Care of Patients with Arthritis and Other Connective Tissue Diseases Flashcards Preview

Nursing 202 > Care of Patients with Arthritis and Other Connective Tissue Diseases > Flashcards

Flashcards in Care of Patients with Arthritis and Other Connective Tissue Diseases Deck (56)
1

Rheumatic disease:

any disease or condition involving the musculoskeletal system

2

Arthritis:

inflammation of one or more joints

3

Osteoarthritis:

progressive disorder deterioration and loss of cartilage and bone in one or more joints

4

Articular cartilage (hyaline cartilage) contains:

water and a matrix of:
Proteoglycans
Collagen
Chondrocytes

5

The production of __________ which provides joint lubrication and nutrition, also declines because of _______ and ______ in the older adult

synovial fluid
decreased synthesis of hyaluronic acid and less body fluid

6

As cartilage and the bone beneath the cartilage begin to erode, the joint space

narrows and osteophytes (bone spurs) form

7

Eitology and Genetic Risk: Primary and Secondary

Primary OA: caused by aging and genetic factors
Secondary OA: results from joint injury and obesity

8

Incidence and Prevalence: Most people older than 60 years have

joint changes that can be seen on x ray examination

9

Assessment:

History: joint stiffness, joint swelling, control of pain, loss of mobility or difficulty w/ ADLs
Physical assessment/clinical manifestations
Psychosocial assessment: continuous pain from arthritis may develop depression or anxiety
Lab assessment: ESR and hsCRP might be elevated
Imaging: MRI/CT

10

Physical assessment/clinical manifestations: OA

Crepitus might be felt or heard (popping)
The presence of inflammation in patients with OA indicates a secondary synovitis
Heberden's nodes: bony nodules at the distal interphalangeal joints
Bouchard's nodes: bony nodules at proximal interphalangeal joints
Joint effusions (excess fluid)
Atrophy
Loss of function
Immobility
Severe pain

11

Managing chronic pain: Expected outcome

The patient w/ OA is expected to have pain control that is acceptable to the patient (3 on a 0-10 scale)

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Interventions for OA

Combinations of therapies
No drug cab influence course of OA
Recommend regular acetaminophen as the primary drug
Topical drug application may help with temporary relief
Positioning and heat/cold applications
No food that causes or cures arthritis

13

Glucosamine does what and
Chondroitin plays a role in what?

may decrease inflammation
may play a role in strengthening cartilage

14

Most common surgical procedure performed for older adults with OA and other conditions including RA, trauma, congenital anomalies, and osteonecrosis =

total joint arthroplasty TJA also known as total joint replacement TJR

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Osteonecrosis:

bony necrosis secondary to lack of blood flow, usually from trauma or chronic steroid therapy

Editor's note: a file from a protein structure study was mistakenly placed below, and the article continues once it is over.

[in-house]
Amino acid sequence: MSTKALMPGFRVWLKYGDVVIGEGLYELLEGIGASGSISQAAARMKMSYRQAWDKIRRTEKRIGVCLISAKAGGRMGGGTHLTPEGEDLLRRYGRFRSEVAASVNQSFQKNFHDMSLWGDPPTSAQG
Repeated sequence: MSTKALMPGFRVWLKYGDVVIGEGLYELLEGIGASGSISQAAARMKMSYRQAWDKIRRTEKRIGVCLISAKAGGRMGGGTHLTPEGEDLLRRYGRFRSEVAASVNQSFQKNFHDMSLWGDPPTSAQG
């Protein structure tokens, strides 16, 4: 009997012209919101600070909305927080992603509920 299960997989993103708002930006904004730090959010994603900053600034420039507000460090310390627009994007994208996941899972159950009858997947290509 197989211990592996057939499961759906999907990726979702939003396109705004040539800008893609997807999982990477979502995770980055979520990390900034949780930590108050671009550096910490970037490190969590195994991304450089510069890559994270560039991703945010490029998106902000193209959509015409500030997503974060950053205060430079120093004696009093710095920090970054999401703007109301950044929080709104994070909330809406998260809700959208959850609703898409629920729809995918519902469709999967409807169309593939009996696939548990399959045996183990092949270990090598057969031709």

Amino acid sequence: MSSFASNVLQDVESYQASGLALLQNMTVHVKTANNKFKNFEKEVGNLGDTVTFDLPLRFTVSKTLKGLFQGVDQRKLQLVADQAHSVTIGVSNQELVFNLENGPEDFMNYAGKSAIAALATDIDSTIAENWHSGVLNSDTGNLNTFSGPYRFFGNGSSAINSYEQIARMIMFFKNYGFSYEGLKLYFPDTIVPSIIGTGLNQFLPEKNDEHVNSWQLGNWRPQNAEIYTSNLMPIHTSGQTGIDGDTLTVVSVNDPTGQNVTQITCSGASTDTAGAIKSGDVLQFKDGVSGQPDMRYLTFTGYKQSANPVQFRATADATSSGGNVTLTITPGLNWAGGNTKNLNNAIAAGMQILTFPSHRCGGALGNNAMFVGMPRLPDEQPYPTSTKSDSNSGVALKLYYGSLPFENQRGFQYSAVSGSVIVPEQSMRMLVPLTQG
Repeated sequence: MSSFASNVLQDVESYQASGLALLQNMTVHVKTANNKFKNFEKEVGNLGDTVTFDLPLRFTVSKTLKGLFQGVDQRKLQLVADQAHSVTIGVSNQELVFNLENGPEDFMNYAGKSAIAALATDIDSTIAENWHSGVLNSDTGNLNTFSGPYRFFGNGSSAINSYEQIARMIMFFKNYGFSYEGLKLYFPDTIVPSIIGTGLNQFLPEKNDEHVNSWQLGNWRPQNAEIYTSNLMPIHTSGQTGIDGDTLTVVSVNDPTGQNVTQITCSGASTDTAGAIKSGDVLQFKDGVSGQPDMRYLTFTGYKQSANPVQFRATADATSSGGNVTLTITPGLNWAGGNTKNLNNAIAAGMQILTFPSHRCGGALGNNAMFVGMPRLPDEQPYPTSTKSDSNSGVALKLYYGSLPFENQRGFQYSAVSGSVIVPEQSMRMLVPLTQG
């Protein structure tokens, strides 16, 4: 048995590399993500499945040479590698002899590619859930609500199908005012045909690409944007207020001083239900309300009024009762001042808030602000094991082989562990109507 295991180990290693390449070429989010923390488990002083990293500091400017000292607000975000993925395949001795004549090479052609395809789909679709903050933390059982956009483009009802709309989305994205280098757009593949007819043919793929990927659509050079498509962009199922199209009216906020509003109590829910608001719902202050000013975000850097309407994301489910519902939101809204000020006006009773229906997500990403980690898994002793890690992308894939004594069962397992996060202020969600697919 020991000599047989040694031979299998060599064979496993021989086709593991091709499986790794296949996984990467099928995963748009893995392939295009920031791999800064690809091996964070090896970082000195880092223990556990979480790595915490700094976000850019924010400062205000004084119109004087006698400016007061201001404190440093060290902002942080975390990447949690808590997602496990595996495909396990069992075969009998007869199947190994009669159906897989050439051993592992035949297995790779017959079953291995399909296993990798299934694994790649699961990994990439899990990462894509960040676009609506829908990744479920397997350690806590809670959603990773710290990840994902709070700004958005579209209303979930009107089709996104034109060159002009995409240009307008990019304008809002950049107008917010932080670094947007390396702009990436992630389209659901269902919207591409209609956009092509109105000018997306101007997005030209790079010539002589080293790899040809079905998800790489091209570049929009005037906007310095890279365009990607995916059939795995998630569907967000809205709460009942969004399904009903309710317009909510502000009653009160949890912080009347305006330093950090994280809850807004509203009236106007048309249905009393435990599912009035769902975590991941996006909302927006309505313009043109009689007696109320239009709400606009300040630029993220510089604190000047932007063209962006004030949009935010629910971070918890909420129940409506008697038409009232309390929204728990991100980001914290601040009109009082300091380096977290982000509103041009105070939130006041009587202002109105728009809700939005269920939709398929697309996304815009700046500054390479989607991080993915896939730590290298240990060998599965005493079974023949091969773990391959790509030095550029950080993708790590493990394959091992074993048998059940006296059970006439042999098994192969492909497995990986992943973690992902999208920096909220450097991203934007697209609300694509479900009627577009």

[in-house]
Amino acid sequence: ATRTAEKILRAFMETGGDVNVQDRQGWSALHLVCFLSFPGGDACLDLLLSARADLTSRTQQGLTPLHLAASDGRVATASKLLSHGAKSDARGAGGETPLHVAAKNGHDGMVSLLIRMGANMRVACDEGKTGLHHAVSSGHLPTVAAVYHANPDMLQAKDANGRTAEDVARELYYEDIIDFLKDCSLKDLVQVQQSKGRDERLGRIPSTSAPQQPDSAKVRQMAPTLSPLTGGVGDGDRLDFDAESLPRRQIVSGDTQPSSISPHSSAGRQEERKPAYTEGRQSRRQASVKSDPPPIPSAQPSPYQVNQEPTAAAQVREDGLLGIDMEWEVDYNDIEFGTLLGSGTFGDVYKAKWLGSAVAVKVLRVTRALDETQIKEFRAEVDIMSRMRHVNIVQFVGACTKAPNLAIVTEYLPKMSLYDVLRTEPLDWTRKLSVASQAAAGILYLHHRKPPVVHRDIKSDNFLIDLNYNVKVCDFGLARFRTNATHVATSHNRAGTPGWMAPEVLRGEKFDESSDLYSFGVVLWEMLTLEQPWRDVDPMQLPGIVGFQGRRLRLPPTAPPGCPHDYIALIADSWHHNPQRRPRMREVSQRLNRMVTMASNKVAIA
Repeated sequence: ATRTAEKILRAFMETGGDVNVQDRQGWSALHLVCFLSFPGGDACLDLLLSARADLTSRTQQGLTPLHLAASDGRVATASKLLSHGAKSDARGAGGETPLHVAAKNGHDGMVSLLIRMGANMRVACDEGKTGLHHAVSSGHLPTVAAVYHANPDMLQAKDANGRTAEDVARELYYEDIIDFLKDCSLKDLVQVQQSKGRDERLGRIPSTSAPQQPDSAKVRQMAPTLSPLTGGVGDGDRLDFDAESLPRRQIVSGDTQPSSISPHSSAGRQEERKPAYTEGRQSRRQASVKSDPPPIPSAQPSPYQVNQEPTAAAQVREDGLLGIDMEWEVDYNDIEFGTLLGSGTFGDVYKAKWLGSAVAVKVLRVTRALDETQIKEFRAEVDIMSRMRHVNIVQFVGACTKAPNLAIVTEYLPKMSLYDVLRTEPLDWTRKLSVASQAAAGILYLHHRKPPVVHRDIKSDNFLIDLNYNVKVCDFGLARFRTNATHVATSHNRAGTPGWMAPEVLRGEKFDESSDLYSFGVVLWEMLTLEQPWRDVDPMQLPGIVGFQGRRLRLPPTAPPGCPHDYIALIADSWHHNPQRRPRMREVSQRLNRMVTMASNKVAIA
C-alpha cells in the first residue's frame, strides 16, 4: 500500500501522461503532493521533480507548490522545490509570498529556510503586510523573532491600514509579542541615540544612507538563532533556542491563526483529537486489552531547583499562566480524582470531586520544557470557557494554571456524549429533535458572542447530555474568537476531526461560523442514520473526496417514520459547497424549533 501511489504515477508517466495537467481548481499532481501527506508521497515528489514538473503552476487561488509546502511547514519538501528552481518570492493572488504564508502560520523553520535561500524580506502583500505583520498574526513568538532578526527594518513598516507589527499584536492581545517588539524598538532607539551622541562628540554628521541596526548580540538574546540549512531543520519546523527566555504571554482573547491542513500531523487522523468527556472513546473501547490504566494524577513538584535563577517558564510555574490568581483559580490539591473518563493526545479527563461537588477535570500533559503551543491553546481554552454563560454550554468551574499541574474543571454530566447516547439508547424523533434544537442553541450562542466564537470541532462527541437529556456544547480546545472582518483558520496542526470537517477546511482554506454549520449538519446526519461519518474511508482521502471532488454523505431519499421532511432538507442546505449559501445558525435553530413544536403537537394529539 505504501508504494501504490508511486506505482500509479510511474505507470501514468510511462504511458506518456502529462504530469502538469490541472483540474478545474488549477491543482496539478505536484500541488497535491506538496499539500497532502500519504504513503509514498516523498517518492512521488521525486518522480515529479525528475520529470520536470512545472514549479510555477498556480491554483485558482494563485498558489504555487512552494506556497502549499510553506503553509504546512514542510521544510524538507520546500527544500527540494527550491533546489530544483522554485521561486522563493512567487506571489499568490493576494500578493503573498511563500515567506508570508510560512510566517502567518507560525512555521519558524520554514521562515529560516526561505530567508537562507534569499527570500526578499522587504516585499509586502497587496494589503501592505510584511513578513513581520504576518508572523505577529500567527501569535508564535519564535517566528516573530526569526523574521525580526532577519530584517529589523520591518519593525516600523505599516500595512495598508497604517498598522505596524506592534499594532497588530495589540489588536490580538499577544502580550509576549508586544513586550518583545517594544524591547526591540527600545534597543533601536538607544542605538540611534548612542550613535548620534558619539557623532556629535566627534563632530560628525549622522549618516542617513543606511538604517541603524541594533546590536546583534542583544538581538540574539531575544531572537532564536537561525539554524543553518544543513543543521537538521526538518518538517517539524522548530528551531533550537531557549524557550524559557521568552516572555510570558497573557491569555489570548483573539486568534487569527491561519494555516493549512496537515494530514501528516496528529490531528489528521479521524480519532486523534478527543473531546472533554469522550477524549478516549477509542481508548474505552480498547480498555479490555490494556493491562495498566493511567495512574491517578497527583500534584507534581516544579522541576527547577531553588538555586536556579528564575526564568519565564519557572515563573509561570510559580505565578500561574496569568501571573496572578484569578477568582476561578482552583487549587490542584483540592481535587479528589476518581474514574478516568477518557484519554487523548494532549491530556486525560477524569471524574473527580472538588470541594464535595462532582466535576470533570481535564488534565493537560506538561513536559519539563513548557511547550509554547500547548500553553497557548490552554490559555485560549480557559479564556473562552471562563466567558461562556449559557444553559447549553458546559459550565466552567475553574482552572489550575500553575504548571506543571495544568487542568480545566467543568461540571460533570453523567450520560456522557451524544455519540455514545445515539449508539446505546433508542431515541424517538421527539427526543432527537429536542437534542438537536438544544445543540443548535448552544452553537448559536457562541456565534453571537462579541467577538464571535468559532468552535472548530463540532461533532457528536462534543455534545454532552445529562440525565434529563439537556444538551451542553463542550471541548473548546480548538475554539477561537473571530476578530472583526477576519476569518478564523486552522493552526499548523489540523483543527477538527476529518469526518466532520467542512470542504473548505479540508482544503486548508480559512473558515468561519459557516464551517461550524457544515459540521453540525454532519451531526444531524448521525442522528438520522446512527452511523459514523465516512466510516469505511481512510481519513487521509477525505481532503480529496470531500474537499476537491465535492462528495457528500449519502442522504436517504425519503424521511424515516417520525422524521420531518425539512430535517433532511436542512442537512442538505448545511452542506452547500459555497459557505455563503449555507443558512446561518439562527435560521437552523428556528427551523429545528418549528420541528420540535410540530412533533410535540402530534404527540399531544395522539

16

Contradictions for TJA are

active infection anywhere in the body, advanced osteoporosis, and rapidly progressive inflammation

17

Total Hip Arthroplasty:

The first time a patient receives any total joint arthroplasty, it is referred to as primary arthroplasty
If the implant loosens, revision arthroplasty is performed
Most common in people of 60 and older

18

Preoperative care: Drugs that increase the risks for clotting and bleeding are

NSAIDs
Vit C and E
Hormone replacement therapy (HRT)
Oral contraceptive drugs
MUST BE DISCONTINUED A WEEK BEFORE SURGERY

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Operative Procedures: For lower extremity surgery the anesthesiologist or nurse anesthetist places the patient

under general or neuraxial (epidural/spinal) anesthesia

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Postoperative care: complications

Venous thromboembolism (VTE)
Infection
Anemia
Neurovascular compromise
MAJOR complication = Hip Subluxation (partial dislocation) or total dislocation

21

Interventions for Dislocation:

Position correctly
Hip= keep leg slightly abducted, prevent hip flexion beyond 90 degrees
Assess for acute pain, rotation, and extremity shortening
Report physician immediately

22

Interventions for Infection:

Aseptic technique for wound care & draining
Wash hands
Monitor temp
Culture drainage fluid if change
Report excessive inflammation or drainage to physician

23

Interventions for VTE:

Wear stockings per policy
Teach leg exercises
Encourage fluid intake
Look for redness, swelling, pain
Observe for changes in mental status
Adm anticoagulant as prescribed
Do not massage legs
Do not flex knees for prolonged time

24

Interventions for hypotension, bleeding, and infection

Take vital signs at every 4 hr for 1st 24 hr, then 8-12 hr after
Observe for bleeding
Report excessive low BP to physician

25

Teach the patient to perform what kind of exercises by pushing the heels into the bed and achieve what by straightening the legs and pushing the back of the knees into the bed?

Gluteal exercises
Achieve quadriceps-setting exercises

26

An older patient may not have a fever with infection but instead may experience

an altered mental state

27

The total amount of drainage is usually

less than 50 mL/8hr

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Managing pain: